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[374] The Jew was very bitter against ‘that rascally thief, Tom Hughes.’ ‘It does not become thee to be so very severe,’ said Friend Hopper; ‘for thy ancestors were slaves in Egypt, and went off with the gold and silver jewels they borrowed of their masters.’

One day he met several of the Society of Friends, whom he had not seen for some time. Among them was an Orthodox Friend, who was rather stiff in his manners. The others shook hands with Isaac; but when he approached ‘the Orthodox,’ he merely held out his finger.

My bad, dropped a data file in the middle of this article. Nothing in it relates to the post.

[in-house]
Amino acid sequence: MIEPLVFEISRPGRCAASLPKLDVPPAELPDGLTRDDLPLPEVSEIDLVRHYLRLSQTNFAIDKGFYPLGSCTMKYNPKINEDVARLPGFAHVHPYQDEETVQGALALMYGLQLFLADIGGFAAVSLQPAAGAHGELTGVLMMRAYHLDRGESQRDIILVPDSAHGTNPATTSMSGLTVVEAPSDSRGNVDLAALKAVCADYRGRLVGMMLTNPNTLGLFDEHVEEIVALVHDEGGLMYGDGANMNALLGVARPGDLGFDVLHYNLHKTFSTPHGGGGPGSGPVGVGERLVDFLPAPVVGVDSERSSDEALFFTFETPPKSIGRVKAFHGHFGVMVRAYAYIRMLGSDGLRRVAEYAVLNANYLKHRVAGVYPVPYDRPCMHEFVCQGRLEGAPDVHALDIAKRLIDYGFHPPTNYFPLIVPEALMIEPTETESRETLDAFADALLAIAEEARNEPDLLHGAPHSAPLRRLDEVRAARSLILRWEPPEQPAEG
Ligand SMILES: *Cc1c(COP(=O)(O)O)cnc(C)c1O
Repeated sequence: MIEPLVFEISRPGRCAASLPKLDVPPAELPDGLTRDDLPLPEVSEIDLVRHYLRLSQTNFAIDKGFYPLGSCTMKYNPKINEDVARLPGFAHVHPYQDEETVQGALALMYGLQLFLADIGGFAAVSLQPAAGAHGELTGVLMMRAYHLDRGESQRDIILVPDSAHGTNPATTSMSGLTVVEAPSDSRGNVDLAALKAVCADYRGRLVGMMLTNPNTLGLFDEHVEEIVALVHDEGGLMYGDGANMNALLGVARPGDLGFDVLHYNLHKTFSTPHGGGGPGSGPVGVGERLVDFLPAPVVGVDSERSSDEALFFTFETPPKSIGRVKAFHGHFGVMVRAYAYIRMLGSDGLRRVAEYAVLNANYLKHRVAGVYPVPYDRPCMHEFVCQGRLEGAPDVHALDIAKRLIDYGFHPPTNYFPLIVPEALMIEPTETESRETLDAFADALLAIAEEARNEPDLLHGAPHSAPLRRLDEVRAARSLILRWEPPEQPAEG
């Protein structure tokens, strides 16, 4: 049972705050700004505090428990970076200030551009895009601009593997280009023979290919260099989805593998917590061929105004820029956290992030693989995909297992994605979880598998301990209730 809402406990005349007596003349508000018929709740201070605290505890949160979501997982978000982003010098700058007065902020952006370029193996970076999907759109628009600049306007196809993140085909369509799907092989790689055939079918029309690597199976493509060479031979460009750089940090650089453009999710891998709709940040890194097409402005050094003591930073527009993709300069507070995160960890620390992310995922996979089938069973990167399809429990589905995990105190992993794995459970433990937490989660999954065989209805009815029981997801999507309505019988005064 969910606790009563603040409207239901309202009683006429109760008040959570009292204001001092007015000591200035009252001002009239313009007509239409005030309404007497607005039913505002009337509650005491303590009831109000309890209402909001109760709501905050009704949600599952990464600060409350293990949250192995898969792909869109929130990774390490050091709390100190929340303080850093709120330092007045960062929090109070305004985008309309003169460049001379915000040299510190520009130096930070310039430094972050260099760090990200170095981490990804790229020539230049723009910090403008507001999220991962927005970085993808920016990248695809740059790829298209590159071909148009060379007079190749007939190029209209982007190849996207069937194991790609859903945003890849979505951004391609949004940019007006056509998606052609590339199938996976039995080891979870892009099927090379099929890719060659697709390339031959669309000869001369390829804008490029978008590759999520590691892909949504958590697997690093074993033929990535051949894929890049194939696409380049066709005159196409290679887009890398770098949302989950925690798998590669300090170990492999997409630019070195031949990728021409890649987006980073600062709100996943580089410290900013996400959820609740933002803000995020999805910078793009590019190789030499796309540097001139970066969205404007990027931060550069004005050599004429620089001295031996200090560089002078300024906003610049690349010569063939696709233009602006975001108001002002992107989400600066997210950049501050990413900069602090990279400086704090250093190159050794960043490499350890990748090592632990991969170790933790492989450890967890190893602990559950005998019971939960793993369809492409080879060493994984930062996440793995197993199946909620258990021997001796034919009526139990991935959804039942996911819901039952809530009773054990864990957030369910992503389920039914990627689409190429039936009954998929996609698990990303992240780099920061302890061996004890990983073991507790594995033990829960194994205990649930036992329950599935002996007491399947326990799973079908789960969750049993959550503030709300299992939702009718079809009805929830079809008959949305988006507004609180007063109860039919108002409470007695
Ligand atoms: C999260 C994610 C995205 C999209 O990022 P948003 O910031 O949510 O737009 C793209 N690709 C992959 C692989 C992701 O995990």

‘Why dost thou offer me thy finger?’ said he.

‘I don't allow people of certain principles to get very deep hold of me,’ was the cold reply.

‘Thou needest have no uneasiness on that score,’ rejoined Friend Hopper; “for there never was anything deep in thee to get hold of.”

The sense of justice, so conspicuous in boyhood, always remained a distinguishing trait in his character. Once, after riding half a mile, he perceived that he had got into the wrong omnibus. When he jumped out, the driver called for pay; but he answered, ‘I don't owe thee anything. I've been carried the wrong way.’ This troubled him afterward, when he considered that he had used the carriage and horses, and that the mistake was his own fault. He kept on the look-out for the driver, but did not

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Isaac T. Hopper (2)
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